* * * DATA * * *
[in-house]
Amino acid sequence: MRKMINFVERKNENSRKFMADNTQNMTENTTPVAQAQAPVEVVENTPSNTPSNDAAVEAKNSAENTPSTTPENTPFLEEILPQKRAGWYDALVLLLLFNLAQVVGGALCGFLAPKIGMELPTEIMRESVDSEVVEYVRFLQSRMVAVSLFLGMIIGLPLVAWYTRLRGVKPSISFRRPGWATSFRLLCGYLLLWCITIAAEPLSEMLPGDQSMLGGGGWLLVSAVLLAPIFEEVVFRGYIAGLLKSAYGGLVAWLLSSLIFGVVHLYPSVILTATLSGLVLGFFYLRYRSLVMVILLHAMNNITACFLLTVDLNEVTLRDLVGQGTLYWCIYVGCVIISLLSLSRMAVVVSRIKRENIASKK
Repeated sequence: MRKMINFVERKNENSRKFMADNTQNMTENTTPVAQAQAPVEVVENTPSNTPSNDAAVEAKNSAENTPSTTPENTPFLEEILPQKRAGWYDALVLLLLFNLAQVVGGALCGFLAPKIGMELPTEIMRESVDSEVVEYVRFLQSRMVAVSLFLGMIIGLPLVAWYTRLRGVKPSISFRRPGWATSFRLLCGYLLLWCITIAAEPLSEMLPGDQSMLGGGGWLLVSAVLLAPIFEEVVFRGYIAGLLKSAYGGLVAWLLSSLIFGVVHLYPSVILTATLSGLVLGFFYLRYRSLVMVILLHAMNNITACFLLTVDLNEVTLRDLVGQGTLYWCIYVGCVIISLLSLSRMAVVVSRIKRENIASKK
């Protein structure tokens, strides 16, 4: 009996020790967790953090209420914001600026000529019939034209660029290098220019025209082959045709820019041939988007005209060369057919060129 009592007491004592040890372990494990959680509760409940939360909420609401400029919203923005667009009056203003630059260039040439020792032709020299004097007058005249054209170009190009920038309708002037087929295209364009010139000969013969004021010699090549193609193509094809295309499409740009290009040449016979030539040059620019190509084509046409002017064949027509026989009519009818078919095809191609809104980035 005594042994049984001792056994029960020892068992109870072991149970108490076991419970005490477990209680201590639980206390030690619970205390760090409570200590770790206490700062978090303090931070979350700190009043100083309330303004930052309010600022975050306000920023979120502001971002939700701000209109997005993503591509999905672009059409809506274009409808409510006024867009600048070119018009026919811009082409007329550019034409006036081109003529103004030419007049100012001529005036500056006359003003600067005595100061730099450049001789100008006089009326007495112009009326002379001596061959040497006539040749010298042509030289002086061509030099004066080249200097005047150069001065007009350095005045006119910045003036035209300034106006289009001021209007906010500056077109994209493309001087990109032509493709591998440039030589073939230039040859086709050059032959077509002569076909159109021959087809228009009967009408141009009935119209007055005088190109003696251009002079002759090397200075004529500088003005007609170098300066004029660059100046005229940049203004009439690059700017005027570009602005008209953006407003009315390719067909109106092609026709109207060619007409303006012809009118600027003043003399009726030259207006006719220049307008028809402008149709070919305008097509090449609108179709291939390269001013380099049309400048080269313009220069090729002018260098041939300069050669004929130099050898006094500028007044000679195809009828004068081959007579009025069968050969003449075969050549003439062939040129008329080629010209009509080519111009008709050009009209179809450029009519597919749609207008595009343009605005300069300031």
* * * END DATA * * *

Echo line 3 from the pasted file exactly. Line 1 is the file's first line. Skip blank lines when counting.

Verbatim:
Repeated sequence: MRKMINFVERKNENSRKFMADNTQNMTENTTPVAQAQAPVEVVENTPSNTPSNDAAVEAKNSAENTPSTTPENTPFLEEILPQKRAGWYDALVLLLLFNLAQVVGGALCGFLAPKIGMELPTEIMRESVDSEVVEYVRFLQSRMVAVSLFLGMIIGLPLVAWYTRLRGVKPSISFRRPGWATSFRLLCGYLLLWCITIAAEPLSEMLPGDQSMLGGGGWLLVSAVLLAPIFEEVVFRGYIAGLLKSAYGGLVAWLLSSLIFGVVHLYPSVILTATLSGLVLGFFYLRYRSLVMVILLHAMNNITACFLLTVDLNEVTLRDLVGQGTLYWCIYVGCVIISLLSLSRMAVVVSRIKRENIASKK